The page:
Last year the Water Information Program (WIP) cosponsored with the Mountain Studies Institute and the San Juan Mountains Association a pilot Forests-to-Faucets Teacher Training Workshop in the Durango/Silverton area. It was very successful and well received. Therefore, with funding from the Southwestern Water Conservation District, we will be conducting another training session, this year in the Pagosa Springs Area. The workshop will be June 26-27th and qualifies for one continuing education credit for educators from Adams State University. Space is limited. To register visit the WIP website at www.waterinfo.org or call (970) 247-1302.
The Interbasin Compact Commission (IBCC) requested that the Colorado Water Conservation Board (CWCB) develop a toolbox to help roundtables incorporate nonconsumptive needs into their Basin Implementation Plans. This is a resource document for the roundtables and other stakeholders and brings many documents and technical work together in one place. The draft report is available online at:
Colorado is one of the only states in the West that doesn’t allow the domestic use of graywater, but that may soon change. Rep. Randy Fischer (D-Fort Collins) has reintroduced a graywater bill allowing homeowners and businesses to reuse dish-washing, shower, and other graywater. Current Colorado water law allows just one use of water before it goes down the drain, through a wastewater treatment plant, and back into the river for others to use. Lawmakers defeated a similar bill in a 5-4 vote last year, but Fischer thinks it stands a better chance of drawing bipartisan support this year. It is estimated that Colorado could save enough water for 170,000 new suburban families if all new construction included systems to recycle bath and laundry water. Colorado State University Prof. Larry Roesner has been pushing Colorado to expand its graywater use for 10 years. He said graywater makes up 30 percent of household water use. If new homes and businesses all used graywater systems, the state could save 85,000 acre-feet a year, he said.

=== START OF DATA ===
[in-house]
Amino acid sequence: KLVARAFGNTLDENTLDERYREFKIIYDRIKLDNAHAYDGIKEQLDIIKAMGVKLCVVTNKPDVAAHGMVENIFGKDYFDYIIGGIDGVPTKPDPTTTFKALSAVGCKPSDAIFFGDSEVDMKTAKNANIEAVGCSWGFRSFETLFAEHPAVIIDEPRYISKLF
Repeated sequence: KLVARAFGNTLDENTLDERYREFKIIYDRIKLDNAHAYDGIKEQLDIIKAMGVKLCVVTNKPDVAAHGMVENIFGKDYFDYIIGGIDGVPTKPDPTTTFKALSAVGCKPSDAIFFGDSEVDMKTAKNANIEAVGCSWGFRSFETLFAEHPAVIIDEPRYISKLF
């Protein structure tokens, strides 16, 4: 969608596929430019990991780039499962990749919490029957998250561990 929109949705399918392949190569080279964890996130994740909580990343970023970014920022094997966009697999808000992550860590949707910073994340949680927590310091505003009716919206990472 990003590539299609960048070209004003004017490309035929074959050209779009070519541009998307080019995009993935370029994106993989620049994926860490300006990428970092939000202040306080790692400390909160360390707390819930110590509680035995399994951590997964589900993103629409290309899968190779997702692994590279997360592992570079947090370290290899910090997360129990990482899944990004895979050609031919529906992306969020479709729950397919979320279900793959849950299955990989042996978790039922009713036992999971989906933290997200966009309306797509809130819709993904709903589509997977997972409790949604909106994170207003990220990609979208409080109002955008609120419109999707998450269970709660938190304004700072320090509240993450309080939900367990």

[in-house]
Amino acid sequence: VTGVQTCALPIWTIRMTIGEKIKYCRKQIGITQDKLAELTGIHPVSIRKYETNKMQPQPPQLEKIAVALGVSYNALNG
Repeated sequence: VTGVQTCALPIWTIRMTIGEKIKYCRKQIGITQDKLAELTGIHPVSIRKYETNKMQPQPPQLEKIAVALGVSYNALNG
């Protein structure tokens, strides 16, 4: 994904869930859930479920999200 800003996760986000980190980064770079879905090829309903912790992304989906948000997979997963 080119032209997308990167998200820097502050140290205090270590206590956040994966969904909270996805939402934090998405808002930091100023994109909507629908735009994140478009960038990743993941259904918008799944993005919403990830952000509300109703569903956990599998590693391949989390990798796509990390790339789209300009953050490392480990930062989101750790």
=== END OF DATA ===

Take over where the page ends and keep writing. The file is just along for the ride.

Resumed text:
According to a recent Denver Post article, an annual aerial survey of forest health in Colorado shows the mountain pine beetle epidemic is slowing dramatically, but the spruce beetle outbreak is expanding. The mountain pine beetle epidemic has spread by 31,000 acres, down from an increase of 140,000 acres reported last year, the U.S. Forest Service and Colorado State Forest Service said. Since the first signs of the outbreak in 1996, the infestation has grown to nearly 3.4 million acres, or roughly 5,300 square miles. The infestation remains active from Estes Park to Leadville. Meanwhile, the spruce beetle outbreak spread to 183,000 new acres in 2012, bringing the total infestation since 1996 to about 924,000 acres. The most significant spruce beetle activity has been in southern Colorado in the San Juan and Rio Grande national forests, forest officials said. Spruce beetles typically attack spruce trees downed by high winds, then move into the surrounding trees as the insects' numbers grow. Beetle activity has increased as trees have been stressed by factors including dense stands of trees, ongoing drought, and warmer winters that haven't been killing off as many insects.